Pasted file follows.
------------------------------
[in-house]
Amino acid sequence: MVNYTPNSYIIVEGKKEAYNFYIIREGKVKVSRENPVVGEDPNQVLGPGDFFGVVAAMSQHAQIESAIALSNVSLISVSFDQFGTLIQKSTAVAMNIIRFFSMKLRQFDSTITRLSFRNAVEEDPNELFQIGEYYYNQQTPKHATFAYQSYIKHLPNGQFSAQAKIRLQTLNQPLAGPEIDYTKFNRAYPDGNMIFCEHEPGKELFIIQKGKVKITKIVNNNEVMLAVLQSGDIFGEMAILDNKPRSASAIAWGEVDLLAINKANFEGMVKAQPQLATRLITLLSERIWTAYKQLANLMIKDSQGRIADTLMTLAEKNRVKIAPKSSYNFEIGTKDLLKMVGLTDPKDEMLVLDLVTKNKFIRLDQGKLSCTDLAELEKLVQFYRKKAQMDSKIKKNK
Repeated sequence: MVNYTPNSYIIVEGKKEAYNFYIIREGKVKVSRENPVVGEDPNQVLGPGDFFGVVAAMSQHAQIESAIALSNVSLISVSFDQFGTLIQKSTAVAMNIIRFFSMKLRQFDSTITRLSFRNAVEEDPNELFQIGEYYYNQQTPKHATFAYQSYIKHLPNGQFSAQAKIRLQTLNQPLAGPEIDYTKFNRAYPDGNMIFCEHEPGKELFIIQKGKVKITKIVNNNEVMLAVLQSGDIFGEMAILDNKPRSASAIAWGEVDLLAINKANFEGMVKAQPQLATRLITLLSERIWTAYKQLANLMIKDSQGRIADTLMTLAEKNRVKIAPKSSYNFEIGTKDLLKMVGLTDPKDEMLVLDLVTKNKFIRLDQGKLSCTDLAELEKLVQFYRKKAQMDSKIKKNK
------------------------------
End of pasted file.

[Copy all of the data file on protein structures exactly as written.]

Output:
[in-house]
Amino acid sequence: MVNYTPNSYIIVEGKKEAYNFYIIREGKVKVSRENPVVGEDPNQVLGPGDFFGVVAAMSQHAQIESAIALSNVSLISVSFDQFGTLIQKSTAVAMNIIRFFSMKLRQFDSTITRLSFRNAVEEDPNELFQIGEYYYNQQTPKHATFAYQSYIKHLPNGQFSAQAKIRLQTLNQPLAGPEIDYTKFNRAYPDGNMIFCEHEPGKELFIIQKGKVKITKIVNNNEVMLAVLQSGDIFGEMAILDNKPRSASAIAWGEVDLLAINKANFEGMVKAQPQLATRLITLLSERIWTAYKQLANLMIKDSQGRIADTLMTLAEKNRVKIAPKSSYNFEIGTKDLLKMVGLTDPKDEMLVLDLVTKNKFIRLDQGKLSCTDLAELEKLVQFYRKKAQMDSKIKKNK
Repeated sequence: MVNYTPNSYIIVEGKKEAYNFYIIREGKVKVSRENPVVGEDPNQVLGPGDFFGVVAAMSQHAQIESAIALSNVSLISVSFDQFGTLIQKSTAVAMNIIRFFSMKLRQFDSTITRLSFRNAVEEDPNELFQIGEYYYNQQTPKHATFAYQSYIKHLPNGQFSAQAKIRLQTLNQPLAGPEIDYTKFNRAYPDGNMIFCEHEPGKELFIIQKGKVKITKIVNNNEVMLAVLQSGDIFGEMAILDNKPRSASAIAWGEVDLLAINKANFEGMVKAQPQLATRLITLLSERIWTAYKQLANLMIKDSQGRIADTLMTLAEKNRVKIAPKSSYNFEIGTKDLLKMVGLTDPKDEMLVLDLVTKNKFIRLDQGKLSCTDLAELEKLVQFYRKKAQMDSKIKKNK